“Life is like a game of cards. The hand you are dealt is determinism; the way you play is free will.”
–Jawaharlal Nehru – Indian Prime Minister 1889-1964
I thought of this quote when reading a thoughtful post written by the wonderful writer and photographer Desley at Musings of a Frequent Flyer Scientist. She pondered about the commonly used phrase “Life gets in the way”, and subtly concluded on the need to find ‘what we really want to do and be’ – in face of our demanding routines – if we don’t want to allow life to get in the way of our dreams and purpose.
I am joining Silver Threading event Writer’s Quote Wednesday. Check her blog and join in. Besides posting a quote, he asks us to give insights about the author.
Here is a summary of the biography of this quote’s author.
Nehru was an Indian nationalist leader and statesman who became the first prime minister of independent India in 1947.
Jawaharlal Nehru was born in Allahabad, the son of a lawyer whose family was originally from Kashmir. He was educated in England, at Harrow School, and then at Trinity College, Cambridge. He studied law at the Inner Temple in London. He returned to India in 1912 and practised law for some years. In 1916, he married Kamala Kaul and the following year they had a daughter, Indira.
In 1919, Nehru joined the Indian National Congress which was fighting for greater autonomy from the British. He was heavily influenced by the organisation’s leader Mohandas Gandhi. During the 1920s and 1930s Nehru was repeatedly imprisoned by the British for civil disobedience. In 1928, he was elected president of the Congress.
By the end of World War Two, Nehru was recognised as Gandhi’s successor. He played a central role in the negotiations over Indian independence. He opposed the Muslim League’s insistence on the division of India on the basis of religion. Louis Mountbatten, the last British viceroy, advocated the division as the fastest and most workable solution and Nehru reluctantly agreed.
On 15 August 1947, Nehru became the first prime minister of independent India. He held the post until his death in 1964. He implemented moderate socialist economic reforms and committed India to a policy of industrialisation.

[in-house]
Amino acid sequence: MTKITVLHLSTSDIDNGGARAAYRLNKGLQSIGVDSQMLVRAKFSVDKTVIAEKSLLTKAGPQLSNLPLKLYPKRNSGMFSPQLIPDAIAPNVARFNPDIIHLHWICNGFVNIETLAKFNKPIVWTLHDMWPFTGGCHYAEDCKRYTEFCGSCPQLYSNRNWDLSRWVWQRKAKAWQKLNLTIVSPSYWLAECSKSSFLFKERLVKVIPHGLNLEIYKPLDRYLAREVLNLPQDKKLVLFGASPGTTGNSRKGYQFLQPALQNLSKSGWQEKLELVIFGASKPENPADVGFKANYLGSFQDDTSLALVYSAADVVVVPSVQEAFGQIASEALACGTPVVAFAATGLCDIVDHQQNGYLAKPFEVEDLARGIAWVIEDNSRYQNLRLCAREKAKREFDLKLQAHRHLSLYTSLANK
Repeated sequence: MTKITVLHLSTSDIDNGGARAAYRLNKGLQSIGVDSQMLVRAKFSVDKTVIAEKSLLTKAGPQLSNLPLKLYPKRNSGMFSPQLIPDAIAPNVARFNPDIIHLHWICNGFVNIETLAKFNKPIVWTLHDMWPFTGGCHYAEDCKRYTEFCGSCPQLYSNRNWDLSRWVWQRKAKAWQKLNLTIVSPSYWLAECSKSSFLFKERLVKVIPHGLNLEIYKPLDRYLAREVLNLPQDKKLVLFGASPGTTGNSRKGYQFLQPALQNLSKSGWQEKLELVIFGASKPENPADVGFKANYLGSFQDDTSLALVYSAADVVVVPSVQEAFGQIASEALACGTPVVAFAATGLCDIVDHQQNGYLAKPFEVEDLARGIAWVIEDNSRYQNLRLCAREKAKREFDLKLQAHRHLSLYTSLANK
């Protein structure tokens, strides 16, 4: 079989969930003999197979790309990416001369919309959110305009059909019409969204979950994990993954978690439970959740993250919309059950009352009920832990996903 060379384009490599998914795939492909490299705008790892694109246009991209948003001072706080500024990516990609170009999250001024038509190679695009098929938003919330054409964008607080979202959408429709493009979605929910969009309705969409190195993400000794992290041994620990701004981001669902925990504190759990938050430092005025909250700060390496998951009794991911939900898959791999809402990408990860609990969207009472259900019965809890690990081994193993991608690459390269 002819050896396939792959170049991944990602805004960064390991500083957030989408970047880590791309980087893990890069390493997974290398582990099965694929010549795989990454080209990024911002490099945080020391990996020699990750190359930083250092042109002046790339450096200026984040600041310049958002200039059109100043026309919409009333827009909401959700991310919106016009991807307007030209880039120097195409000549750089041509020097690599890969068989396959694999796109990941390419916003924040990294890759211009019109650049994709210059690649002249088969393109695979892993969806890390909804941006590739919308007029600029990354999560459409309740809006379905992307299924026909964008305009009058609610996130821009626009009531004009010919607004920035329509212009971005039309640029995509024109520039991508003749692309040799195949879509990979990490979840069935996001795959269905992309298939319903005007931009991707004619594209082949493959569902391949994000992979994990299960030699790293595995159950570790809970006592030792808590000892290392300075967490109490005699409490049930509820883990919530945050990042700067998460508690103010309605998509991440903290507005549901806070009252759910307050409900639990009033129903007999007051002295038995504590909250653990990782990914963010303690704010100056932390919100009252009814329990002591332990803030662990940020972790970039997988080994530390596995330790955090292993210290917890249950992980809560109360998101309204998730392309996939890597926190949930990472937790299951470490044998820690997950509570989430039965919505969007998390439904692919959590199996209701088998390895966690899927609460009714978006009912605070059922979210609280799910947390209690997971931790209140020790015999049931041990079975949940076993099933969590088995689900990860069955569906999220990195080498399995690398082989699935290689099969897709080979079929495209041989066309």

Nehru also served as foreign minister of India. In October 1947, he faced conflict with Pakistan over the state of Kashmir, which was disputed at independence. Nehru sent troops into the state to support India’s claim. A United Nations ceasefire was negotiated, but Kashmir remains deeply unstable to this day.
Against the background of the Cold War, Nehru developed a policy of ‘positive neutrality’ for India. He became one of the key spokesmen for the non-aligned countries of Africa and Asia, many of which were former colonies that wanted to avoid dependence on any major power.
Despite efforts at cooperation by both countries, Indian-Chinese border disputes escalated into war in 1962 and Indian forces were decisively beaten. This had a significant impact on Nehru’s declining health. He died on 27 May 1964.
Two years later Nehru’s daughter, Indira Gandhi, became prime minister. With an interruption of only three years, she held the post until her assassination in 1984. Her son Rajiv was prime minister of India from 1984 to 1989, but he too was assassinated.
This photo is from the House of Cards artwork in light installation, as part of the Amsterdam Light Festival. You can see here the other works on another post Festival of Light Amsterdam.